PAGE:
Winter isn’t always kind to alfalfa. Chris Parker says heaving due to freezing and thawing deserves evaluating this year.
“Winter has featured many ups and down in temperatures around freezing,” says Parker, a beef and forage producer from Morgantown, Ind.
“Freezing and thawing tends to cause heaving in alfalfa,” he explains. “Heaving causes crowns to move above the soil line and can result in more plant death.”
Older stands may be more at risk, Parker says. The sudden cold snap without snow cover in late January added to potential problems. If a stand won’t be productive in 2020, decide early so you can make other plans, he says.
Reseeding alfalfa immediately back into an old alfalfa stand isn’t recommended, Parker adds.
Keith Johnson, Purdue University Extension forage specialist, suggests you need at least 35 robust stems per square foot to expect a reasonable yield. He refers to stems, or actual shoots, not crowns, which represent individual plants.
“‘Robust’ is key,” he emphasizes. “I’m looking for healthy, productive stems.”
Johnson’s advice is backed by Jeff Volenec, a Purdue agronomist. Volenec and co-workers conducted a study measuring number of stems per square foot as stands aged. Here are number of shoots per square foot they found in late May at first harvest in the fourth, fifth, sixth and seventh production years, respectively: 48, 37, 31 and 30. The mean was 36.5.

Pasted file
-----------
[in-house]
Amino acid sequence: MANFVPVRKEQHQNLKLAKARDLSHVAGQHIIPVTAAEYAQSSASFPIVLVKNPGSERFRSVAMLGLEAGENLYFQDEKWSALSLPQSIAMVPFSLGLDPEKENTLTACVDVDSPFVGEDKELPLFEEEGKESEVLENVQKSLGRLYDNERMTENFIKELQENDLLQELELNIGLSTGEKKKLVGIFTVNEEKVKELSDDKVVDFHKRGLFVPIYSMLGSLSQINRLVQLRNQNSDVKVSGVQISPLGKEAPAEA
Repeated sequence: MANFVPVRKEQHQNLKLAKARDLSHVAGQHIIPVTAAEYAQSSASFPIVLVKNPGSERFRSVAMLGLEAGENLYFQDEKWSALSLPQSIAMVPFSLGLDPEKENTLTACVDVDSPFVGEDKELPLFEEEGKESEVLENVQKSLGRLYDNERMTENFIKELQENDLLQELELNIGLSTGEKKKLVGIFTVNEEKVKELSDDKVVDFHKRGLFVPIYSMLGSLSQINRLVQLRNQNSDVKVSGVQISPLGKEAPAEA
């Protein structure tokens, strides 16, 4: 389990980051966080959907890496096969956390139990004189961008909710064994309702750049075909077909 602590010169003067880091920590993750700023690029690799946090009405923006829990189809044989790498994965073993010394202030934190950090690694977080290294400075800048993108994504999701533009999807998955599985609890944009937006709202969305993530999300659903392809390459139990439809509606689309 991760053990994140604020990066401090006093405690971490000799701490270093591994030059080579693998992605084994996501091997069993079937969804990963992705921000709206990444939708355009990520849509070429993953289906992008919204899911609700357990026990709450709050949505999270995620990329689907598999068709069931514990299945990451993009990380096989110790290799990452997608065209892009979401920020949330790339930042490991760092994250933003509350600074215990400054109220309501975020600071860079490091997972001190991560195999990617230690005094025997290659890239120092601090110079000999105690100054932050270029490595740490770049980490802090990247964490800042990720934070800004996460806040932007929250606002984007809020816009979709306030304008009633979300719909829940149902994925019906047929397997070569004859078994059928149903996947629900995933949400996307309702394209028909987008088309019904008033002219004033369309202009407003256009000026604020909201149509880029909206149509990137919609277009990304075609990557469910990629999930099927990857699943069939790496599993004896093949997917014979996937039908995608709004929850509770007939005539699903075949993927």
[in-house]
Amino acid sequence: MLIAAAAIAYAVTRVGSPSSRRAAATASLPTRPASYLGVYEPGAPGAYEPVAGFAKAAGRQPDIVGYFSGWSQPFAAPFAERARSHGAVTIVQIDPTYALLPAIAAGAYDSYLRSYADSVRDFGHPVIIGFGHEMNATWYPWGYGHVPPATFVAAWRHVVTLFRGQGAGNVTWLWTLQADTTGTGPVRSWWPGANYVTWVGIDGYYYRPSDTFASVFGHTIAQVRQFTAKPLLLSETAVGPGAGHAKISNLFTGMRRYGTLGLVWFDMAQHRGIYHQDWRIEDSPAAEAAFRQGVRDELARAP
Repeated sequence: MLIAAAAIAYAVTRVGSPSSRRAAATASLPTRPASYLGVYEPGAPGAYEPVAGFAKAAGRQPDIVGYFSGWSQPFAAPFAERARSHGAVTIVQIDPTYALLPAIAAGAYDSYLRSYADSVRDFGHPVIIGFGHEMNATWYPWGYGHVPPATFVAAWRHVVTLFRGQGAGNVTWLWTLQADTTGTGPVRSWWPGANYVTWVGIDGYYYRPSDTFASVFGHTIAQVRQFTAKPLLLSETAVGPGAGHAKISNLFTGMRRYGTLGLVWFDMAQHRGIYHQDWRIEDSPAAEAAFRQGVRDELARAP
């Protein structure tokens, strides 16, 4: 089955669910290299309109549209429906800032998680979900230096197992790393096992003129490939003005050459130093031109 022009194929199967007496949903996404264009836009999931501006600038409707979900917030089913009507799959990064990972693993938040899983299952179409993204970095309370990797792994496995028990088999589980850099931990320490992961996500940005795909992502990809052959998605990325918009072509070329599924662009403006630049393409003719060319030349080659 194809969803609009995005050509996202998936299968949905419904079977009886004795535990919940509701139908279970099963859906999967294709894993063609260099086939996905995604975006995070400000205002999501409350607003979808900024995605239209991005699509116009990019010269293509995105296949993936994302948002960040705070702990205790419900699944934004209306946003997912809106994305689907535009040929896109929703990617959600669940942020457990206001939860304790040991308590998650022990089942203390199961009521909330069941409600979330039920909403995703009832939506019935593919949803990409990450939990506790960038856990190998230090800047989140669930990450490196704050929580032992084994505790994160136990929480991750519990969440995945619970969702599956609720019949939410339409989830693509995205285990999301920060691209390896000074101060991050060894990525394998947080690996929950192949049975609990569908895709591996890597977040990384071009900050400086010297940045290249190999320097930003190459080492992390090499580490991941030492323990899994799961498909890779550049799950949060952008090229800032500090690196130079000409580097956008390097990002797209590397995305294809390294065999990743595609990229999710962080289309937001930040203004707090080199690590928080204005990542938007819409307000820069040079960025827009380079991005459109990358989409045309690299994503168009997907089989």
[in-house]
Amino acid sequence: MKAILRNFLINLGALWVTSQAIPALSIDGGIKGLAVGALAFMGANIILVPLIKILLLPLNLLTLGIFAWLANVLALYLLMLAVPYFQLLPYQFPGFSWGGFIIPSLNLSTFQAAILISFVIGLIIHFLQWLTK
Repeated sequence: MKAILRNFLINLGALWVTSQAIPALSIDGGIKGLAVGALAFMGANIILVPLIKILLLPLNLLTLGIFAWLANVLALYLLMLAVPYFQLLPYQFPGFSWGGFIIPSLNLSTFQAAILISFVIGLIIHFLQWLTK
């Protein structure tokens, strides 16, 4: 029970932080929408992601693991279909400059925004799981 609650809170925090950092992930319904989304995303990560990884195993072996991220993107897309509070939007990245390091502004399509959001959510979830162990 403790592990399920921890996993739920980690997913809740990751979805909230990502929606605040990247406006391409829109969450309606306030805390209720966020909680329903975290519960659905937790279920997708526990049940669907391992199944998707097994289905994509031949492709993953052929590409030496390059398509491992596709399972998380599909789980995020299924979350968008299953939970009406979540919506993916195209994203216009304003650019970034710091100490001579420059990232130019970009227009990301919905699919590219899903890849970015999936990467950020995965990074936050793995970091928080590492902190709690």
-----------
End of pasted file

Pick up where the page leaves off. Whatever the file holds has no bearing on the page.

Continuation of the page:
“Keith’s estimate is definitely in the ballpark based on our results,” Volenec says.
Volenec adds that these plots were well-fertilized, with 200 pounds per acre of actual potassium and 25 pounds per acre of actual phosphorus per year. Number of stems observed would differ if P or K were limiting, and at other harvest dates.
Volenec observed yield was more closely associated with shoot size than number of shoots per square foot.
POSSIBLE STAND LOSS: Heaving due to freezing and thawing and exposure to very cold temperatures can damage alfalfa crowns, especially in older stands.
Some people evaluate stands based on number of live crowns per square foot, assuming four stems per crown.
“You can’t assume four stems per crown,” Johnson says. “I’ve seen robust plants with probably 40 stems per crown. There can be much variation in stem number per crown. Sometimes two plants intertwine taproots and it appears as one crown.”
Volenec backs up Johnson’s observations. “Our work shows that you may have 16 plants per square foot after the first year — a great stand; maybe 9 plants per square foot on an older stand — still a good stand; down to four plants per square foot — a fair stand — on an even older stand,” Volenec says. “As the number of plants per square foot decreases, number of shoots per plant increases as plants compensate. Older varieties tend to compensate more than newer ones.”
Johnson says you can begin making serious “keep or don’t keep” stand assessments within a week after green-up. However, even before, you can cut crowns and taproots to determine if crowns are healthy or diseased.